wiki:howto/SetupDovecot

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How to setup Dovecot

  • Audience: Advanced E-Mail set-up
  • Requires: MacPorts >= 1.6, mail/dovecot, shells/zsh-devel

Introduction

This How-to is part of the Fetchmail -> Postfix -> Dovecot advanced e-Mail set-up.

Dovecot is a simple IMAP server which uses the standard Maildir file format for storage.

Using an IMAP server will make your mail storage independent from you e-mail client. You cans set up multiple e-mail clients on multiple computers and access all you mail from each client. Unlike POP this is also true for mail sorted into folders.

Installation

Z-Shell

Install Z-Shell if you are planning to use the attached command files:

sudo port install zsh-devel

Dovecot

Install dovecot:

port install dovecot

Configuration

Note: Do not use any of the attached files without checking / changing them with your favourite text editor.

Step 1: create user

Dovecot will drop root privileges when they are not needed any more so you need to create an user and group for dovecot to run with. You can use the Make_Dovecot_User.command to do so.

Step 2: create directories

Dovecot need two directories to work with - one to store the run status, one where the mail is stored. See howto/SetupPostfix on how to set up postfix to make incoming mail available to dovecot. You can use the Make_Dovecot_Directories.command to create the directories.

Step 3: create certificates

Dovecot supports encrypted connections and while in a local network it might not be necessary you will still need to create certificate files. You can use Make_Dovecot_Certificates.command together with dovecot-openssl.cnf to create the certificates. Remember to change dovecot-openssl.cnf - there should be no "my_" left in the file and both files need to be in the same directory.

Step 4: set-up configuration

Next you need to set up dovecot.conf. You find the file in /opt/local/etc. As a starting point you can use dovecot.conf together with passwd.dovecot and userdb.dovecot. You will need to add all your mail user to the passwd.dovecot and userdb.dovecot.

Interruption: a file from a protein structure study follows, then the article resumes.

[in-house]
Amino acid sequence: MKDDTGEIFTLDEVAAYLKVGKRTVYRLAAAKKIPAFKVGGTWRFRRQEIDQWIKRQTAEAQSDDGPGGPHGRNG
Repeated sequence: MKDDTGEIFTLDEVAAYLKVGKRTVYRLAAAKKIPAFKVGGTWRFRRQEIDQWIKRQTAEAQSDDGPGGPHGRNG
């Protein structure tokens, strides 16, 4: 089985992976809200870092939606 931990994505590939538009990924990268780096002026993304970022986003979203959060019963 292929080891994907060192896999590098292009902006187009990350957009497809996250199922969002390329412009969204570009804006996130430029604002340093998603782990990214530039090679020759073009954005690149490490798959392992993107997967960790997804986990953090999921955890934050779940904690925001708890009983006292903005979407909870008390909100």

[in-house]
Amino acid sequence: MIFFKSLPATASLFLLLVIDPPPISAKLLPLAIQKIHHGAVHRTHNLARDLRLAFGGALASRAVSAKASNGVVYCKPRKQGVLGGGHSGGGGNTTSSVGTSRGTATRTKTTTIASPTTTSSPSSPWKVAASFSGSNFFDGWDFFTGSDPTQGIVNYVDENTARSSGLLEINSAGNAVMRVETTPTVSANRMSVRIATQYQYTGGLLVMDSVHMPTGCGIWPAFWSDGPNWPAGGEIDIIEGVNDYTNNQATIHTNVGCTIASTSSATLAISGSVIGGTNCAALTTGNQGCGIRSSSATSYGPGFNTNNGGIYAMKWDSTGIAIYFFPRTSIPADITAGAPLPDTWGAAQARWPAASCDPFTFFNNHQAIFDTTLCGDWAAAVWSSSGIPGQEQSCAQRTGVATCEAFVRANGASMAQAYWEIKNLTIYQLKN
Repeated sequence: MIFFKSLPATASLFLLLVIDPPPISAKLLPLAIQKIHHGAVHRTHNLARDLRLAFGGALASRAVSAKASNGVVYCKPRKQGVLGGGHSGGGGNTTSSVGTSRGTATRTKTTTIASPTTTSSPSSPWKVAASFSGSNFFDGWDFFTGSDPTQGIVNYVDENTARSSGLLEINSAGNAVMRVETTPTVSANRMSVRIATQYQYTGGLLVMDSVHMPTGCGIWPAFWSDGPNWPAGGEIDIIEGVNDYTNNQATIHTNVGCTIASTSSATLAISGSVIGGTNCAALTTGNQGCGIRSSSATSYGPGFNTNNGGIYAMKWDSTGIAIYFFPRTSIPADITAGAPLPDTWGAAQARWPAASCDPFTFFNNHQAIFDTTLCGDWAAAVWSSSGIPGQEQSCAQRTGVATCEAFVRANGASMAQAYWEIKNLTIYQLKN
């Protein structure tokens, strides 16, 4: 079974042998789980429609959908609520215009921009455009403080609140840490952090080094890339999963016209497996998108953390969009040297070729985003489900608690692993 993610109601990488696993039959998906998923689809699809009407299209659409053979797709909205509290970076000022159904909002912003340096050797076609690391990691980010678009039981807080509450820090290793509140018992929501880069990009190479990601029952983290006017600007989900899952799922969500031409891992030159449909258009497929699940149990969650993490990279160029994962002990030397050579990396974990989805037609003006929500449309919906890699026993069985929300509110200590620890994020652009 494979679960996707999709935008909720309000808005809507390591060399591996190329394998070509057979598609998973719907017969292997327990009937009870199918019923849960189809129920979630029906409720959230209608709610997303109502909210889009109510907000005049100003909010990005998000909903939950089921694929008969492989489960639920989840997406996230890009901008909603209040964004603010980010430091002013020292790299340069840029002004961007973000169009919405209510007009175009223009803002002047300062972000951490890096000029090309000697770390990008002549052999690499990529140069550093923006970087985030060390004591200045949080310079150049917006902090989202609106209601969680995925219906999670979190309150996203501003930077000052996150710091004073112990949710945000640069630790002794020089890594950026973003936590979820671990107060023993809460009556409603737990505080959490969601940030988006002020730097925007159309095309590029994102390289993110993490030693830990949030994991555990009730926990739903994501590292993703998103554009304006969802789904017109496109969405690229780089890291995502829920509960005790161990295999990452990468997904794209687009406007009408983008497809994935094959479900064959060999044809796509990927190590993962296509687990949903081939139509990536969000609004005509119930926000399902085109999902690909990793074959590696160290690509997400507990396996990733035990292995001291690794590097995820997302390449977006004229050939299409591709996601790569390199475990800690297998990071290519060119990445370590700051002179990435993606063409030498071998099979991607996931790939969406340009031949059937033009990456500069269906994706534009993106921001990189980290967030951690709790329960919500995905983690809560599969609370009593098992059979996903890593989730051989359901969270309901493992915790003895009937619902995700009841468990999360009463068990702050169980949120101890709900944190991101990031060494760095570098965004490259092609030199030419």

The separate user and password files are needed since OSX does not use /etc/passwd and /etc/shadow.

Step 5: starting the server

Dovecot is started using launchd and a needed control file (/Library/LaunchDaemons/org.macports.dovecot.plist) is provides by MacPorts. The attached Restart_Dovecot.command command will stop and restart Dovecot which forces a re-read of the configuration files - quite helpful while debugging the system.

Step 6: testing the server

The first initial test should be done in the Terminal:

$ telnet my_computer.local imap
Trying fe80::21c:b3ff:feff:824d...
telnet: connect to address fe80::21c:b3ff:feff:824d: Connection refused
Trying 192.168.0.101...
Connected to my_computer.local.
Escape character is '^]'.
* OK [CAPABILITY IMAP4rev1 SASL-IR SORT THREAD=REFERENCES MULTIAPPEND UNSELECT LITERAL+ IDLE CHILDREN NAMESPACE LOGIN-REFERRALS STARTTLS AUTH=PLAIN AUTH=LOGIN AUTH=DIGEST-MD5 AUTH=CRAM-MD5] Dovecot ready.
1 LOGIN my_name my_password
1 OK Logged in.
2 LOGOUT
* BYE Logging out
2 OK Logout completed.
Connection closed by foreign host.

Once this works the server can be added to a real IMAP client to further test. Suitable Mac OSX EMail programms with IMAP support include Mail, Opera and KMail. The later can be installed with

port install kdepim3

Optional Parts

Instead of using separate user and password files one can try set-up LDAP as user / password supply.

System User Authentication Using PAM and passwd

OS X supports PAM directly, and this can easily be configured to authenticate system users for dovecot. In dovecot.conf, use this to turn on PAM based password authentication for all users configured on the system:

passdb pam {
   args = login
}

Unfortunately, PAM can't provide any UID, GID, or home directory information for the system users. dovecot needs a separate "userdb" database to get this information, in order to allow IMAP loging successfully. OS X uses DirectoryServices to store password information, so you can't use "passdb passwd" to do user authentication. However, you can use "userdb passwd" to retrieve the UID, GID, and home directory after PAM has already authenticated your username/password. To do this:

userdb passwd {
   args =
}

Together, these prevent the need for hardcoded passwd.dovecot and userdb.dovecot files, and don't require any knowledge of LDAP. However, they only support system usernames, and not virtual mailboxes. I have tested this with IMAP and the dovecot LDA (deliver) successfully.

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Last modified 5 years ago Last modified on Jun 15, 2012, 8:03:34 AM

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